The breeding pair will also join forces to defend territories against other jackals, and observational research shows that the death of one partner has dire consequences for the survivor, usually involving the loss of territory and subsequent displacement. Territorial boundaries are ignored when a large carcass is present, and not even the pair’s combined efforts are sufficient to deter trespassers.
Playing happy families
A successful couple will raise several litters of puppies throughout their lives, some of which will stay on to help their parents with the subsequent litter before dispersing. The pups are born in a den, which is usually an abandoned aardvark or warthog tunnel, but the female may excavate the tunnel herself. She remains with the helpless pups for up to three weeks or longer until they emerge above ground on wobbly legs. During this time, the male and any older offspring will forage for her and regurgitate food upon their return. As the pups grow and begin to explore, she will join forces with the rest of her family to provide for their voracious appetites. All family members will bravely defend the pups against predators several times their size, snapping and snarling at hyenas or dashing in front of lions to draw them away from the vulnerable puppies. Naturally, this means that having older offspring “helpers” has a direct bearing on pup survival, particularly for larger litters.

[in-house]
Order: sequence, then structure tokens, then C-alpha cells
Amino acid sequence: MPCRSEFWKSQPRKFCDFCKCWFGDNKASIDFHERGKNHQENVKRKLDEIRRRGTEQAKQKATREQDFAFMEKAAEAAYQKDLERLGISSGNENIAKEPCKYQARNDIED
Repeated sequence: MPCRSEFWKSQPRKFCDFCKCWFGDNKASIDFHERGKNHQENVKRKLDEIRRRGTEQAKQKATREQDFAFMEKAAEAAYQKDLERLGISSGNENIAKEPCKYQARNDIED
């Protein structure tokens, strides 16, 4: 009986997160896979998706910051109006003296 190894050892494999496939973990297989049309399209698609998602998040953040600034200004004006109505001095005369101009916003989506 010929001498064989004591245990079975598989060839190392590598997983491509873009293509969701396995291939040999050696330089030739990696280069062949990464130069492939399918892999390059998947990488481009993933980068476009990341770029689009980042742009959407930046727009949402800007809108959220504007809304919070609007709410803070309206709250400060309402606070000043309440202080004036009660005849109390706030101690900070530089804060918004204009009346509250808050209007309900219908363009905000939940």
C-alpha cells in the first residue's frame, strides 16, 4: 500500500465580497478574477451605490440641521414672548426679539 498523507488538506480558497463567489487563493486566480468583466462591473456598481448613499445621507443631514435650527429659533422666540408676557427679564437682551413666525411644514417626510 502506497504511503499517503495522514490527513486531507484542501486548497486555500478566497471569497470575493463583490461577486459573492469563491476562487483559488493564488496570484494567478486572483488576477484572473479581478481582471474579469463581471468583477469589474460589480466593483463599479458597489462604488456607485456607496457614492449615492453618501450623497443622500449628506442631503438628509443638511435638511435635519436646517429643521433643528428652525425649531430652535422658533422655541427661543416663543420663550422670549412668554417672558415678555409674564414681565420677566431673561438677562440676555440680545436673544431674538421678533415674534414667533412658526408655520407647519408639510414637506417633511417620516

The tiny pups rapidly transform from cuddly fluffballs to competent predators, and they are already able to hunt for themselves (albeit somewhat unsuccessfully at times) at six months old. They remain with their parents for another two months, after which most will disperse, but some will stay behind as helpers. Research shows that the dominance hierarchy between siblings, particularly pronounced in black-backed jackals, may well play a role in determining which individuals decide to stick around.